Thursday, July 30, 2015

A Big Circle

Over the past year and a half I have made several changes to my "gear philosophy".

I started out 2014 with an EOS 5D Mark II and an EOS 7D. I sold the 5D Mark II, a decision I regret. I had a Canon EF 24-70mm f/2.8L lens and an EF 70-200mm f/2.8L IS II lens. The latter I purchased by selling my non IS 70-200mm f/2.8L and my 300mm f/4L IS lenses back in 2013.

I sold both the 70-200mm and 24-70mm lenses and I then bought used Sigma 50-150mm f/2.8, 17-50mm f/2.8, 30mm f/1.4 and 10mm f/2.8 fisheye lenses.

I don't have anything bad to say about the Sigma lenses other than that I much prefer using Canon's DPP software for processing my images and that just doesn't work to get the best out of images made with Sigma lenses. If I were just shooting JPGs out of camera I would have been happy with the Sigmas but I shoot RAW and process every image to get rid of chromatic aberration, something the Canon software won't do with third party lenses.

So, starting this past Spring, I began a reverse migration back to Canon lenses. I sold all my Sigma lenses for pretty much the price I paid for them. I then picked up a used non IS 70-200 f/2.8L at a great price on eBay. After experimenting with primes in the barely wide to short telephoto range I picked up a used 24-70mm f/2.8L USM lens from Adorama. In fact, this copy of the 24-70 was made in 2011, the last year Canon made the lens and is in better condition that my earlier copy.

So, I am now back to where I was with really nice 24-70mm and a 70-200mm lenses but with only crop bodies. The addition of the Canon EF-S 10-22mm f/3.5-4.5 USM back in the Spring, a lens I really like, compensates for the lack of a full frame body.

So, I'm heading into the future with two 7D bodies, one with battery grip, one with Magic Lantern software and a 70D body together with Canon zooms covering 10-22mm, 24-70mm, and 70-200mm in addition to 24mm pancake and 50mm STM primes, Canon's EF-S 60mm macro lens and an extender 2XIII.

The EF 28mm f/1.8 USM and EF 100mm f/2 USM lenses are expected to be sold in the near future. Here are the seven lenses, without hoods, which will now remain in my main bag.






Monday, July 27, 2015

Canon EF 50mm f/1.8 STM Scenics

Canon's newest small, cheap inexpensive STM prime lens makes a really nice walk around package with a smaller DSLR like the EOS xxD series. While the field of view with this lens on Canon crop sensor bodies is equivalent to 80mm on a full frame body, I like the ability to isolate subjects and eliminate foreground clutter. For wider views there's always the smaller, and almost as cheap inexpensive, EF-S 24mm f/2.8 STM pancake lens which has a 38mm equivalent field of view.

In the shots below, I was shooting between shrubs along a trail looking out onto a field of Cattails. The 24mm lens would have shown some of that foreground clutter which would have needed to be cropped out. Sure, a 24-70mm zoom would provide the needed flexibility in a single lens but Canon's 24-70mm f/2.8L USM lens weighs almost three pounds while the 50mm and 24mm STM lenses together weigh 10 ounces. And, since the STM lenses are so cheap inexpensive, there's no reason not to have both options available.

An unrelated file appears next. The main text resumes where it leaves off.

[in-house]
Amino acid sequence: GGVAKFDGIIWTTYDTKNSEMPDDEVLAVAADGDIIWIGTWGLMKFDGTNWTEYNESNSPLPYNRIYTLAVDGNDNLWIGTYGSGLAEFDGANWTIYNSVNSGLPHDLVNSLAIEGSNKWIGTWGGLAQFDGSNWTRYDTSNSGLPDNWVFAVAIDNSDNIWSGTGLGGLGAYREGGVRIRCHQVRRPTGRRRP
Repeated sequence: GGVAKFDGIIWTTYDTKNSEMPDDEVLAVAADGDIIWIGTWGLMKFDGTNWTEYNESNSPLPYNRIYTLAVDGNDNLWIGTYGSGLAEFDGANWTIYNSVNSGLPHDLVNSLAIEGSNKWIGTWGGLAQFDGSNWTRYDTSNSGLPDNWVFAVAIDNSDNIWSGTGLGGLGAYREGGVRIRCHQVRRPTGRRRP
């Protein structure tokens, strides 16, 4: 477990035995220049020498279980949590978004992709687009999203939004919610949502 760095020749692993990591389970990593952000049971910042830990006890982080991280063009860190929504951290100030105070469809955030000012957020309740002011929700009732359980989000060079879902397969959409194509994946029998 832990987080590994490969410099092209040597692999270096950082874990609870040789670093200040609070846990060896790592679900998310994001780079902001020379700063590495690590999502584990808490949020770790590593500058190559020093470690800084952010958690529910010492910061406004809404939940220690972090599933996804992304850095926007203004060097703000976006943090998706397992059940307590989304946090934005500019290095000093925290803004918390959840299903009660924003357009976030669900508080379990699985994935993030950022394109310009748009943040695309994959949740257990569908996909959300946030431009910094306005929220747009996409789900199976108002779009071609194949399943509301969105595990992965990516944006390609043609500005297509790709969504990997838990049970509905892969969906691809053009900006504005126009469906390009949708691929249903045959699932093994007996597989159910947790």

These are all five image handheld bracketed shots at +/- 1EV processed with Photomatix Essentials 4.0.







Friday, July 24, 2015

Magic Lantern Auto Exposure Bracketing

In my last post I discussed installing Magic Lantern software on one of my 7D bodies in order to bracket more than three images for HDR processing. This morning, I got around to trying out the auto bracketing feature of the software and I like it. 

The software not only decides how many images to bracket but what the bracketing parameters should be. The only setting that is set ahead of time is the amount of bracketing, 1/2 EV, 1/EV, 2EV, etc. The software then evaluates the first either the scene or the first image and then decides how many additional files to shoot and whether they should be over and/or under exposed.

When I was out this morning I intentionally looked for scenes with both high contrast and low contrast, lighting wise. The exposures ranged from two to six images and only one was the traditional over and under exposure in equal numbers. Some five frame brackets were the normally exposed image and then four underexposed images in one stop increments.

The files that resulted seemed to fit well with the "Balanced" presets in my HDR software, Photomatix Essentials 4.0. While the Magic Lantern software did choose six files for two of the scenes, the HDR software will only process five files so I deleted the darkest one.

I uploaded the twelve resulting images and the normally exposed files to a gallery on Zenfolio for anyone interested in examining them. The way I've set it up is explained in the Gallery description. The Gallery is located at http://trulandphoto.zenfolio.com/mlaeb.

One of the drawbacks of using the Magic Lantern bracketing is that is very deliberate in how it functions. While the built in Canon firmware lets you shoot at high speed continuous and stops when the bracketing is completed, Magic Lantern requires you to be in single shot mode and then evaluates and processes each file. Today, it was taking at least one second per shot whereas an EOS 70D, for example, can bracket five shots in less than a second. This could matter if the scene includes wildlife, clouds or people that are moving.

Here are a couple of examples. The first one is a five image HDR and the second a two image HDR.